Thanks to disclosures made by Edward Snowden, Americans have learned that their email records are not necessarily safe from the National Security Agency—but a new ruling shows that they’re not safe from big oil companies, either.
Last month, a federal court granted Chevron access to nine years of email metadata—which includes names, time stamps, and detailed location data and login info, but not content—belonging to activists, lawyers, and journalists who criticized the company for drilling in Ecuador and leaving behind a trail of toxic sludge and leaky pipelines. Since 1993, when the litigation began, Chevron has lost multiple appeals and has been ordered to pay plaintiffs from native communities about $19 billion to cover the cost of environmental damage. Chevron alleges that it is the victim of a mass extortion conspiracy, which is why the company is asking Google, Yahoo, and Microsoft, which owns Hotmail, to cough up the email data. When Lewis Kaplan, a federal judge in New York, granted the Microsoft subpoena last month, he ruled it didn’t violate the First Amendment because Americans weren’t among the people targeted.
Now Mother Jones has learned that the targeted accounts do include Americans—a revelation that calls the validity of the subpoena into question. The First Amendment protects the right to speak anonymously, and in cases involving Americans, courts have often quashed subpoenas seeking to discover the identities and locations of anonymous internet users. Earlier this year, a different federal judge quashed Chevron’s attempts to seize documents from Amazon Watch, one of the company’s most vocal critics. That judge said the subpoena was a violation of the group’s First Amendment rights. In this case, though, that same protection has not been extended to activists, journalists, and lawyers’ email metadata.
The Electronic Frontier Foundation (EFF) represents 40 of the targeted users—some of whom are members of the legal teams who represented the plaintiffs—and Nate Cardozo, an attorney for EFF, says that of the three targeted Hotmail users, at least one is American. Cardozo says that of the Yahoo and Gmail users, “many” are American.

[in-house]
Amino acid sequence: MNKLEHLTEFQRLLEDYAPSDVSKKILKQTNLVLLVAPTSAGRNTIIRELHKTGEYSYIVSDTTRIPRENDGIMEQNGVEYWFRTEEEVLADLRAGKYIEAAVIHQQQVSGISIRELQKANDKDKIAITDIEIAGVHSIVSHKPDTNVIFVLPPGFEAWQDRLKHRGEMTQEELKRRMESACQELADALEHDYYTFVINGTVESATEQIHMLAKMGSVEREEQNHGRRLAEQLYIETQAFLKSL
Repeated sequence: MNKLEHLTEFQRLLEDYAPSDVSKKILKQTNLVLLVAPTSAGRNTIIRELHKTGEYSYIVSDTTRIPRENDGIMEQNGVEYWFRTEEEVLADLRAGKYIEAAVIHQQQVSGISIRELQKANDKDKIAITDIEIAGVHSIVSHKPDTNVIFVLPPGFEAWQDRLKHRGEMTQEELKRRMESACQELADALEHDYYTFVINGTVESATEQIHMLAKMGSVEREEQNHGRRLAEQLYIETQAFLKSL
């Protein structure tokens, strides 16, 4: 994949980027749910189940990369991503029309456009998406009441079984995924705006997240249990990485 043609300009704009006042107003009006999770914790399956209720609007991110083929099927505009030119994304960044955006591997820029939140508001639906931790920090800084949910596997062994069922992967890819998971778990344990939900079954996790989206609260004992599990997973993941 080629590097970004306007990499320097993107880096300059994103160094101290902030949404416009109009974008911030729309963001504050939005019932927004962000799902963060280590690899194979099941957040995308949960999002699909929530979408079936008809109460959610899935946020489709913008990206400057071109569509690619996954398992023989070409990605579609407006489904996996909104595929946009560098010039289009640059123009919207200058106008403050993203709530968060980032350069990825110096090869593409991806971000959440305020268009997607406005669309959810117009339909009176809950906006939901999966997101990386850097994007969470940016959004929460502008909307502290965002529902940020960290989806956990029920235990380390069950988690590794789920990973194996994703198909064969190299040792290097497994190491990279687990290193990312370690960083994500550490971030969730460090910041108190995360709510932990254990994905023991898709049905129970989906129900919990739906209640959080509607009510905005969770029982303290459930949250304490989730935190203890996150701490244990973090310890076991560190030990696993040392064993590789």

“It’s appalling to me that the First Amendment has no bearing in this case, and that the judge simply assumed that all of the targets aren’t US citizens—when in fact, I am,” says a human rights activist from New York who has been advocating on behalf of the indigenous community, doing both volunteer and paid work, since 2005. He has never been sued by Chevron, nor been deposed. He wishes to remain anonymous—because his legal fight against the subpoena is still pending. The activist received a notice of the subpoena from Google last year (it has not been granted yet.) Chevron is seeking information including, but not limited to, the name associated with the account and where a user was every time he logged in—for the past nine years.
“Chevron is trying to crush, silence, and chill activism on behalf of the people they screwed over,” the activist argues. Michelle Harrison, an attorney for EarthRights International, tells Mother Jones that her clients aren’t comfortable going on record about the subpoenas they’ve received, because “Chevron’s dogged pursuit of anyone that dares speak out against them is regrettably having precisely the chilling effect we warned the court it would.”
Advocates for the plaintiffs in the Chevron case say that subpoenaing the email records is the company’s latest nuclear tactic to win a lawsuit it keeps losing. Chevron was ordered to pay $9 billion in damages in 2011 and to issue a public apology. After the company refused, a judge ordered the damages to double. The Supreme Court has declined to hear Chevron’s appeal. The extortion case is set to go to trial on October 15, after Kaplan—whom the Ecuadorean plaintiffs once asked to be removed from the case—refused to delay it.
Cardozo says there are 101 email addresses listed in the subpoenas to the three tech companies, but EFF has found only two that are owned by actual defendants in the lawsuit. “Subpoenas of nonparties are generally quite routine,” says Eugene Volokh, a professor at the University of California-Los Angeles School of Law. But Karl Manheim, a professor at the Loyola School of Law in Los Angeles, notes, “The parties seeking the info have to establish its relevance to the case; you can’t just go on a ‘fishing expedition’ or on a hunch.”
Julian Sanchez, a research fellow at CATO, says that “even assuming the account holders aren’t citizens, it doesn’t automatically follow that the First Amendment is irrelevant.” But he notes that while anonymous speech made by Americans is protected under the Constitution, “courts have been inconsistent in applying that protection against civil subpoenas aimed at identifying anonymous internet users.” In the case Dendrite International, Inc. v. Doe No. 3, for example, an appellate court held that a company was not allowed to unmask users who had criticized the company on a Yahoo message board.
Manheim says the judge’s invocation of citizenship is “wrong” in this case and the users should appeal. “The US Constitution applies to all persons (even foreign nationals) within US borders and to US persons abroad. While the targets of the subpoenas are outside of US jurisdiction, the subpoena itself is operative within the US. So the Constitution should apply.” (Chevron did not respond to request for comment.)
“I think if the NSA scandal has taught us anything, anyone who says that ‘it’s just metadata’ doesn’t know what metadata is—if I want to spend the night at my friend’s house and use his computer, that’s my business,” Cardozo says. “And if Judge Kaplan thinks seizing metadata is routine, he doesn’t know how powerful it can be.” The activist adds, “It’s a slippery slope. Once one thing is granted, it will only be easier to ask for more.”